Minimalism: The New Way to Market a Movie

Today, I want to talk not about a movie, but about a poster. Well actually, many posters.

The art form known as Minimalism has become a phenomenon on the interweb. It’s not new; artists have been using it for years. However, it’s been given a new use: movie posters.
The idea behind Minimalism is to create a work of art that takes a concept and strips it down to its most basic form. When something is stripped down to its most basic element, there is something strangely deeper that can be found in it. It would basically be saying so much by showing so little.
Some of the posters make a lot of sense. A lot of them involve a great knowledge of the film involved to truly understand. Take for example, one poster for “Inception.” It simply shows an outline of four of the main characters’ faces and their totem placed inside each of them. It is simple and effective. It also shows how each totem is psychologically linked to each character, objects of how their brains work.
Others are confusing, yet portray something so important to the movie. One of my favorites is the one for “The Deer Hunter.” It shows six circles. Five are empty, and one is shaded red. Even people who love the movie will be confused at first. Think. Think very hard. Yes, it is portraying a gun with one bullet in it, loaded for Russian Roulette. With this image, such a deep and complex film is boiled down to its most basic, yet most important idea. Who needs an image of helicopters flying through Vietnam when you can just have a picture of the barrel of a gun?
There are others in the spirit of the “Inception” poster. The “Blade Runner” poster has no epic image of futuristic Los Angeles. All it has is that little origami unicorn. The poster for “Inglourious Basterds” shows two hands holding up three fingers in different ways. It’s the German three and the English three. It’s yet another small detail that made a very big difference in this movie.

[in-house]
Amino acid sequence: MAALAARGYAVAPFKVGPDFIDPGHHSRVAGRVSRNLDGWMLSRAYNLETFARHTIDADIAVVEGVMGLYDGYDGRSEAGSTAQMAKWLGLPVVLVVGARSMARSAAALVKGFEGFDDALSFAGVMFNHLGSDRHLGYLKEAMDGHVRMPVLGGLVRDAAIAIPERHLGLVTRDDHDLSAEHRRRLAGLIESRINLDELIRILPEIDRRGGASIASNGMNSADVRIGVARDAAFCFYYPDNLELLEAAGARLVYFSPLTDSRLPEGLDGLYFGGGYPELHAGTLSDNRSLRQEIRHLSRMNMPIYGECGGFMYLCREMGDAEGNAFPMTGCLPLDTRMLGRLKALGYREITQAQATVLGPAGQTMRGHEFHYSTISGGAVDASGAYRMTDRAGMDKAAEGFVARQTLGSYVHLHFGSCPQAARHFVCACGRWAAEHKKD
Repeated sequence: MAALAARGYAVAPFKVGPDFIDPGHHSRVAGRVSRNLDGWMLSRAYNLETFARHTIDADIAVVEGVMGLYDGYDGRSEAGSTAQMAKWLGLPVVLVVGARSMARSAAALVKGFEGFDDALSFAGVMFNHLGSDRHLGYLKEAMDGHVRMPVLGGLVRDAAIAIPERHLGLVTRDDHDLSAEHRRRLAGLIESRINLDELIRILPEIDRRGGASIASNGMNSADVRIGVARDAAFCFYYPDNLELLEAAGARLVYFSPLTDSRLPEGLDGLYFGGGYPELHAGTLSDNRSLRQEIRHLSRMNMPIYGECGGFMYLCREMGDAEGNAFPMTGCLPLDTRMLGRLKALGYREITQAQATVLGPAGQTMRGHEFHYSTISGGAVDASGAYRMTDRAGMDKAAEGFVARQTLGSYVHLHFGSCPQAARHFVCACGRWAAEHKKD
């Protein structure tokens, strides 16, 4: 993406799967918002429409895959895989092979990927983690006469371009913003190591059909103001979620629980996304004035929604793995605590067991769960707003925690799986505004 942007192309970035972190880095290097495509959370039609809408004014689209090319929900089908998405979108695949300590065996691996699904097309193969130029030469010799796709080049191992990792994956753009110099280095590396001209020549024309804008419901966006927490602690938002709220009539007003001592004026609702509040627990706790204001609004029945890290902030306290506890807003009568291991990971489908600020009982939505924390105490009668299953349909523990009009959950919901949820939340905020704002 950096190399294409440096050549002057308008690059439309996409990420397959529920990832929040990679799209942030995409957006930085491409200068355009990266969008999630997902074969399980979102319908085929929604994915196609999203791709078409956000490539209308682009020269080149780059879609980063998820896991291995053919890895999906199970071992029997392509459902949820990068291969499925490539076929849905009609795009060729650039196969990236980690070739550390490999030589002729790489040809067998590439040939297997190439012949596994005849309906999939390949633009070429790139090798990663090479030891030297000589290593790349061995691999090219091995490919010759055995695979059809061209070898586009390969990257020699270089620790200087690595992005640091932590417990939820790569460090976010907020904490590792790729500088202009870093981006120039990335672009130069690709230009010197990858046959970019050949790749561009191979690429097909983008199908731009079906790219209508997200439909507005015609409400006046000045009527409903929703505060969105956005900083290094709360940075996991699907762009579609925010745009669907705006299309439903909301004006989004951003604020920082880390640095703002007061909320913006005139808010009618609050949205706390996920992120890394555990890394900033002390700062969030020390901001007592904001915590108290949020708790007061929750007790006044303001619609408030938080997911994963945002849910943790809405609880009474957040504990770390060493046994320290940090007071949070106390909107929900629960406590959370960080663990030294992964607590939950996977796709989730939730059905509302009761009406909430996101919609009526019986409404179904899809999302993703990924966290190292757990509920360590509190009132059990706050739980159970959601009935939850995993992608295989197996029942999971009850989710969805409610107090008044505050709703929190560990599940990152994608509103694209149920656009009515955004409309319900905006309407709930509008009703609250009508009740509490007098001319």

Some posters are even more thought provoking and even more creative. The pattern on “The Shining” poster is the carpeting of The Overlook Hotel. The “Titanic” poster is not just a white triangle, it’s that deadly iceberg. Some add on to certain movies as well. “The Godfather” poster shows the rest of the horse’s body without the head. That is, if you really wanted to know what a headless horse looked like.
At the moment, Minimalist posters are fan art. They are made by and for people who truly appreciate movies. Yet, I feel like this new art form has a bigger potential. Why not actually use Minimalist posters to market movies? They’re better and more original than most of the generic crap passed off as posters nowadays. As a marketing tool, movie posters should draw people into a movie with a curiosity factor. If someone sees a “Kill Bill” poster with nothing but footsteps, they might wonder, where do those footsteps lead?
But posters shouldn’t just be for marketing. A movie poster should serve the same purpose as an album cover. They should converse with the art, and emphasize a central purpose behind it. A poster of the incredible futuristic Los Angeles from “Blade Runner” might draw more attention, but that unicorn is much more important to the story. You could compare that to the cover of “London Calling.” It could’ve just been an image of London being caught in the middle of the apocalypse. While the simple image of Joe Strummer smashing a guitar may seem out of place, it’s really there to show the raw, unbridled power of true rock and roll that the album is partially a metaphor for.
That simple image of a mythical creature, or the inside of a gun are not the first things you’d expect to see on a good movie poster. But like that album cover, they show the strange, mesmerizing magic of truly amazing cinema. The poster is meant to encapsulate an entire film in one image. In so simple an image, so much more can be said.
I couldn’t find the “Inception” poster I was referring to earlier, but here is another cool one.
  • c

    I have always been a minimalist in design and theory, through and through, so I love these posters–they remind me of vintage Penguin book covers. However, in terms of mass appeal, I doubt they would be effective to most people.